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Standard of healthcare available to people with learning disabilities criticised by Health Minister

After the Department of Health publication of the ‘Six Lives Progress Report on Healthcare for People with Learning Disabilities’ and the ‘Confidential Inquiry into premature deaths of people with learning disabilities’, which both show the standard of care and inequality faced by people with learning disabilities is still of a poor standard, Care and Support Minister Norman Lamb says more needs to be done.

Mr Lamb said, whilst launching the Government’s official response: “It is not good enough that people with learning disabilities are at a greater risk of dying earlier due to poor healthcare … Good, high quality care should be expected for everyone. We wouldn’t accept this kind of poor care for cancer patients so there is no reason why it is acceptable for people with learning disabilities … We are making progress on improving standards of care but we have to go further and keep driving forward our plans.”

The way that people with learning disabilities are identified will be improved so as to better meet their needs and the Department of Health has outlined progress on improving healthcare – giving people with learning disabilities a greater voice.  Work within NHS England to monitor and improve their treatment is a priority.

Not everyone is happy with what the Government are doing, and feel that they could do more in the light of the findings published in the two documents.  Campaigns manager at Mencap, Dan Scorer said: “We are hugely disappointed at the Government’s weak response to the recommendations outlined in the Confidential Inquiry. While there are some positive activities outlined, the Government does not address key recommendations.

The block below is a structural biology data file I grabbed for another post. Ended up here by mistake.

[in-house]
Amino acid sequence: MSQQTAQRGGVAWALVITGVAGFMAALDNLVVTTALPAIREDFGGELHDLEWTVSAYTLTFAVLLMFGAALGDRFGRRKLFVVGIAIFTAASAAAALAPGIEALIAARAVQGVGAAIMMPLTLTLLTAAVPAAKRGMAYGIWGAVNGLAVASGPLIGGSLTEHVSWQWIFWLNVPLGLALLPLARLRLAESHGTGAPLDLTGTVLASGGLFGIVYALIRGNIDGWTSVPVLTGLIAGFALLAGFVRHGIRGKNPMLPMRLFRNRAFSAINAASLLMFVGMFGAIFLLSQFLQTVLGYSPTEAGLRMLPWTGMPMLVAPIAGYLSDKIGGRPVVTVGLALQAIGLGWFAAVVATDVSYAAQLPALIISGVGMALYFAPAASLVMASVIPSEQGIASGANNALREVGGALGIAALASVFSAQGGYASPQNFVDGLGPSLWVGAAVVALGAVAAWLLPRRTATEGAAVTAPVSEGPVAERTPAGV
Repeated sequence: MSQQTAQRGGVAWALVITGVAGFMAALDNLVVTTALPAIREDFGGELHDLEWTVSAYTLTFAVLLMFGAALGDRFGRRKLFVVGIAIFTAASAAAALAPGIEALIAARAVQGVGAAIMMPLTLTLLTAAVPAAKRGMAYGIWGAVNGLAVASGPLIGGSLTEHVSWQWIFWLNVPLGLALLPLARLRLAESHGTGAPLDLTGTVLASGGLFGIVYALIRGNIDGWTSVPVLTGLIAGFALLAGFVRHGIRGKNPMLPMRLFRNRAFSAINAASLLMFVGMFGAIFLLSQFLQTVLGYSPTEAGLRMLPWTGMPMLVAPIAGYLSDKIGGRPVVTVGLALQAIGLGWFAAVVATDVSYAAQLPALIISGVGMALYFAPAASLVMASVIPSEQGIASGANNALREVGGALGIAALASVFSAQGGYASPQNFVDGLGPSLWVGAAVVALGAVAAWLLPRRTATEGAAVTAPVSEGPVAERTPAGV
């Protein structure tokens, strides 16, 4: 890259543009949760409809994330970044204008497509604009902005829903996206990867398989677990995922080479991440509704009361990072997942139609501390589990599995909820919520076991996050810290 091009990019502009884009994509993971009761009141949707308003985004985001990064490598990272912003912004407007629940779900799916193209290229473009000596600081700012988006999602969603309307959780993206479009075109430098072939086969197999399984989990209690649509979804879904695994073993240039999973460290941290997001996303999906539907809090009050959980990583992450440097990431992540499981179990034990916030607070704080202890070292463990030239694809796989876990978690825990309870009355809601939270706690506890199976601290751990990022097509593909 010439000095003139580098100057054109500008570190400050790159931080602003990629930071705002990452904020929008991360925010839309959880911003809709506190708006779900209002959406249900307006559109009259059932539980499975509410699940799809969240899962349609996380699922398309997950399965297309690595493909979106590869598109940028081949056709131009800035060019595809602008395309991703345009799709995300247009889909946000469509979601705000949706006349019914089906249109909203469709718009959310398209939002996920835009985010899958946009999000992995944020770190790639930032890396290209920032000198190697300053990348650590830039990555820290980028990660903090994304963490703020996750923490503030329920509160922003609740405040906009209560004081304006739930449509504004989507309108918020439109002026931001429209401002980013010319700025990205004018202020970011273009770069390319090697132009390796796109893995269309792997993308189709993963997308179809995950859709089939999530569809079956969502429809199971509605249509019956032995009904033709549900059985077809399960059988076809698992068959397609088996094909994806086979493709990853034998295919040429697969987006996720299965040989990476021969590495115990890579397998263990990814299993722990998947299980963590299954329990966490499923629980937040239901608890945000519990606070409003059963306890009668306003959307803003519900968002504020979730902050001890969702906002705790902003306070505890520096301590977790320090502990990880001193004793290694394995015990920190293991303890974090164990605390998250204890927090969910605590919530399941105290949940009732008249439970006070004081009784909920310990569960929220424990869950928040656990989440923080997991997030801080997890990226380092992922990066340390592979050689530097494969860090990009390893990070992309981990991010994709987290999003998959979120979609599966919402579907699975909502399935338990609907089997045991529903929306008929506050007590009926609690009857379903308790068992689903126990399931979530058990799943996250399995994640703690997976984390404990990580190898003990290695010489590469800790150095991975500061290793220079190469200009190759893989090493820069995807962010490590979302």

“Independent research shows that over 1,200 children and adults with a learning disability continue to die unnecessarily every year in England because of discrimination in the NHS. This is the equivalent of a scandal on the scale of Mid-Staffordshire every year for people with a learning disability. The lack of decisive leadership by the Government shows a continued failure to place equal value on the lives of people with a learning disability.

“A delayed commitment by the Government to set up a national body to monitor and investigate the deaths of people with a learning disability is a lost opportunity to learn from mistakes and stop this tragic waste of life. Furthermore, it is utterly disrespectful to the families of those who have lost their lives due to poor NHS care.”

Mr Scorer continued: “Since the launch of Mencap’s ‘Death by Indifference’ report in 2007, which exposed how unequal healthcare and institutional discrimination had led to the deaths of six people with a learning disability, there has been little progress. Patients with a learning disability experience delays in diagnosis, delays in treatment, lack of basic care and poor communication by health professionals. This is simply unacceptable.

“The confidential inquiry showed that over a third of deaths of people with a learning disability was due to them not getting the right health care. How many more deaths at the hands of the NHS do there need to be before the Government takes this issue seriously?”

  • August 12th, 2013
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